Douglas fir


Douglas fir
a coniferous tree, Pseudotsuga menziesii, of western North America, often more than 200 ft. (60 m) high, having reddish-brown bark, flattened needles, and narrow, light-brown cones, and yielding a strong, durable timber: the state tree of Oregon. Also called Douglas pine, Douglas spruce, Oregon fir, Oregon pine.
[1855-60; named after David Douglas (1798-1834), Scottish botanist and traveler in America]

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Any of about six species of coniferous evergreen timber trees (see conifer) that make up the genus Pseudotsuga, in the pine family, native to western North America and eastern Asia.

Long, flat, spirally arranged yellow-or blue-green needles grow directly from the branch. The North American tree commonly called Douglas fir is P. menziesii (sometimes P. douglasii). Douglas firs may grow to 250 ft (75 m) tall and 8 ft (2.4 m) in diameter. One of the best timber trees in North America, it is also a popular ornamental and Christmas tree and is used for reforestation along the Pacific Coast.

Cone of a Douglas fir (Pseudotsuga menziesii )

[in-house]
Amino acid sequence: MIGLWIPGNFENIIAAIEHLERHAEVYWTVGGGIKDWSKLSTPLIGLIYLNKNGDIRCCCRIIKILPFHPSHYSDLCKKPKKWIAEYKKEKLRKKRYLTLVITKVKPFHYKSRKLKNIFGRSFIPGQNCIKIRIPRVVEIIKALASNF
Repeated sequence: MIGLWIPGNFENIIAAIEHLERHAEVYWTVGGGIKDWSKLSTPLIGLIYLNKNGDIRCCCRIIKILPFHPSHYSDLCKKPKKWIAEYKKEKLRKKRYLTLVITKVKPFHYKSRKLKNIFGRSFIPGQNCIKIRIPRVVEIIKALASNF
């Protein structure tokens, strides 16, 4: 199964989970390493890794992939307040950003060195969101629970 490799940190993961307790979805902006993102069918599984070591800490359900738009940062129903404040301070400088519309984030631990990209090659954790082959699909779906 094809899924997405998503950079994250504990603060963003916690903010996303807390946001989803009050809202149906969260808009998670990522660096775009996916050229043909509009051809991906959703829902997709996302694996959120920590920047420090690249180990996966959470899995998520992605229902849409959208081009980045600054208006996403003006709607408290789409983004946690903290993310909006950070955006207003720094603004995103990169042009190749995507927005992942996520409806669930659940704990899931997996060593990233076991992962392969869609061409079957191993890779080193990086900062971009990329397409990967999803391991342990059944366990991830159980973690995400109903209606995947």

Grant Heilman

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tree
 any of about six species of coniferous evergreen timber trees comprising the genus Pseudotsuga of the family Pinaceae, native to western North America and eastern Asia. A Douglas fir has long, flat, spirally arranged needles that grow directly from the branch. Each yellow- or blue-green needle has a short stalk at the base and a grooved upper surface. Winter buds are brown, shiny, and pointed. The hanging, oblong cones have three-pointed bracts (outer cone scales). Cones mature in one season and retain their scales when they fall.

      The North American tree commonly known as Douglas fir is P. menziesii (P. douglasii by some authorities). It has several forms, one with reflexed bracts, that sometimes are considered to be separate species. Douglas fir may grow to 75 m (250 feet) tall and 2.4 m in diameter. It is one of the best timber trees in North America, as well as a popular ornamental and Christmas tree, and is used for reforestation along the Pacific Coast. The first seeds are produced at about 25 years, with large crops every 5 to 7 years. The bigcone Douglas fir (P. macrocarpa), a smaller species important only for erosion control, bears cones 10 to 15 cm (about 4 to 6 inches) long.

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Universalium. 2010.